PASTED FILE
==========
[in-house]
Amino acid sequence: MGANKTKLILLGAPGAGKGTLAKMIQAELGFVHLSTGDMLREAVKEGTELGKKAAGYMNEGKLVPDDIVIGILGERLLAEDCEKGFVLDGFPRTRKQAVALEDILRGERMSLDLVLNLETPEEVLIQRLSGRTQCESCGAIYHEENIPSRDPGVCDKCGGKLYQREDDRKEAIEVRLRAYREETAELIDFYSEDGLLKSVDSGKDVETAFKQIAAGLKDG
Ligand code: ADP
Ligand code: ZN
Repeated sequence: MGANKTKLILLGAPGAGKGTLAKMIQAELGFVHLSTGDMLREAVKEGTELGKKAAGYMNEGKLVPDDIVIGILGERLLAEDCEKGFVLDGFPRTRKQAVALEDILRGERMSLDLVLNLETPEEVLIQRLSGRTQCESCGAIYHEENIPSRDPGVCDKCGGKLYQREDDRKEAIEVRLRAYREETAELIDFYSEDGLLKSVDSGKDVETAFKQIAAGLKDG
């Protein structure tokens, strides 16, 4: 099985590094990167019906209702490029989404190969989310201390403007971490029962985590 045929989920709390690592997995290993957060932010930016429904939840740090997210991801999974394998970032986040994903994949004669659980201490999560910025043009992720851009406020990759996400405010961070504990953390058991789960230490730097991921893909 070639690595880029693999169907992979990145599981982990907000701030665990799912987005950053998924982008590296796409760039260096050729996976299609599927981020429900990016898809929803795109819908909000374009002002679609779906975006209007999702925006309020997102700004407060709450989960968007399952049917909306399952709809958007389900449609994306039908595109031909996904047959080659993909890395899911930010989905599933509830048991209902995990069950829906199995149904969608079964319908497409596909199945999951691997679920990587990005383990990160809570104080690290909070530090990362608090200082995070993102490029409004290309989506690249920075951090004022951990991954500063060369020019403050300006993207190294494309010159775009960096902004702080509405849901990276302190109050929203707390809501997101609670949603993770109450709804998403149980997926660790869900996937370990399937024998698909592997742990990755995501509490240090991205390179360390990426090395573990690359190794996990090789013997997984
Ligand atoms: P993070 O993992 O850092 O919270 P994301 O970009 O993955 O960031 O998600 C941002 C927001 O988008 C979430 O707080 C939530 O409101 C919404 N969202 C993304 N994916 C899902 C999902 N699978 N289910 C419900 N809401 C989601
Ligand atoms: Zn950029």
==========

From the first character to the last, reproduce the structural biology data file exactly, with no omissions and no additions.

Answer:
[in-house]
Amino acid sequence: MGANKTKLILLGAPGAGKGTLAKMIQAELGFVHLSTGDMLREAVKEGTELGKKAAGYMNEGKLVPDDIVIGILGERLLAEDCEKGFVLDGFPRTRKQAVALEDILRGERMSLDLVLNLETPEEVLIQRLSGRTQCESCGAIYHEENIPSRDPGVCDKCGGKLYQREDDRKEAIEVRLRAYREETAELIDFYSEDGLLKSVDSGKDVETAFKQIAAGLKDG
Ligand code: ADP
Ligand code: ZN
Repeated sequence: MGANKTKLILLGAPGAGKGTLAKMIQAELGFVHLSTGDMLREAVKEGTELGKKAAGYMNEGKLVPDDIVIGILGERLLAEDCEKGFVLDGFPRTRKQAVALEDILRGERMSLDLVLNLETPEEVLIQRLSGRTQCESCGAIYHEENIPSRDPGVCDKCGGKLYQREDDRKEAIEVRLRAYREETAELIDFYSEDGLLKSVDSGKDVETAFKQIAAGLKDG
């Protein structure tokens, strides 16, 4: 099985590094990167019906209702490029989404190969989310201390403007971490029962985590 045929989920709390690592997995290993957060932010930016429904939840740090997210991801999974394998970032986040994903994949004669659980201490999560910025043009992720851009406020990759996400405010961070504990953390058991789960230490730097991921893909 070639690595880029693999169907992979990145599981982990907000701030665990799912987005950053998924982008590296796409760039260096050729996976299609599927981020429900990016898809929803795109819908909000374009002002679609779906975006209007999702925006309020997102700004407060709450989960968007399952049917909306399952709809958007389900449609994306039908595109031909996904047959080659993909890395899911930010989905599933509830048991209902995990069950829906199995149904969608079964319908497409596909199945999951691997679920990587990005383990990160809570104080690290909070530090990362608090200082995070993102490029409004290309989506690249920075951090004022951990991954500063060369020019403050300006993207190294494309010159775009960096902004702080509405849901990276302190109050929203707390809501997101609670949603993770109450709804998403149980997926660790869900996937370990399937024998698909592997742990990755995501509490240090991205390179360390990426090395573990690359190794996990090789013997997984
Ligand atoms: P993070 O993992 O850092 O919270 P994301 O970009 O993955 O960031 O998600 C941002 C927001 O988008 C979430 O707080 C939530 O409101 C919404 N969202 C993304 N994916 C899902 C999902 N699978 N289910 C419900 N809401 C989601
Ligand atoms: Zn950029």